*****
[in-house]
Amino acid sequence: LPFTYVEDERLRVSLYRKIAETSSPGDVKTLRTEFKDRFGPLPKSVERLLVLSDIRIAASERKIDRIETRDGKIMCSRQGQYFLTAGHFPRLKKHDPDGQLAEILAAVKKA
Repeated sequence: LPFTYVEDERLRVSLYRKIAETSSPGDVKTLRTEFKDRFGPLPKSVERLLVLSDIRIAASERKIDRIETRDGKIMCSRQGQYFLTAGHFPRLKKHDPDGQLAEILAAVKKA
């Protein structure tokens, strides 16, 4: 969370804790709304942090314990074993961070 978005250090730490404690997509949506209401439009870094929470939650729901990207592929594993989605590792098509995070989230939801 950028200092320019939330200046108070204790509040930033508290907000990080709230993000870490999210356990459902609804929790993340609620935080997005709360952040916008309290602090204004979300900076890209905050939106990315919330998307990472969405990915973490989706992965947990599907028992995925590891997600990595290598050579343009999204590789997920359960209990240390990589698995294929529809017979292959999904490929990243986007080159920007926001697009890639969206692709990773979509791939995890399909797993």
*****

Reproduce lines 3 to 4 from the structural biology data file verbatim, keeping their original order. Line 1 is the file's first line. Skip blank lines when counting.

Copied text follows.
Repeated sequence: LPFTYVEDERLRVSLYRKIAETSSPGDVKTLRTEFKDRFGPLPKSVERLLVLSDIRIAASERKIDRIETRDGKIMCSRQGQYFLTAGHFPRLKKHDPDGQLAEILAAVKKA
């Protein structure tokens, strides 16, 4: 969370804790709304942090314990074993961070 978005250090730490404690997509949506209401439009870094929470939650729901990207592929594993989605590792098509995070989230939801 950028200092320019939330200046108070204790509040930033508290907000990080709230993000870490999210356990459902609804929790993340609620935080997005709360952040916008309290602090204004979300900076890209905050939106990315919330998307990472969405990915973490989706992965947990599907028992995925590891997600990595290598050579343009999204590789997920359960209990240390990589698995294929529809017979292959999904490929990243986007080159920007926001697009890639969206692709990773979509791939995890399909797993």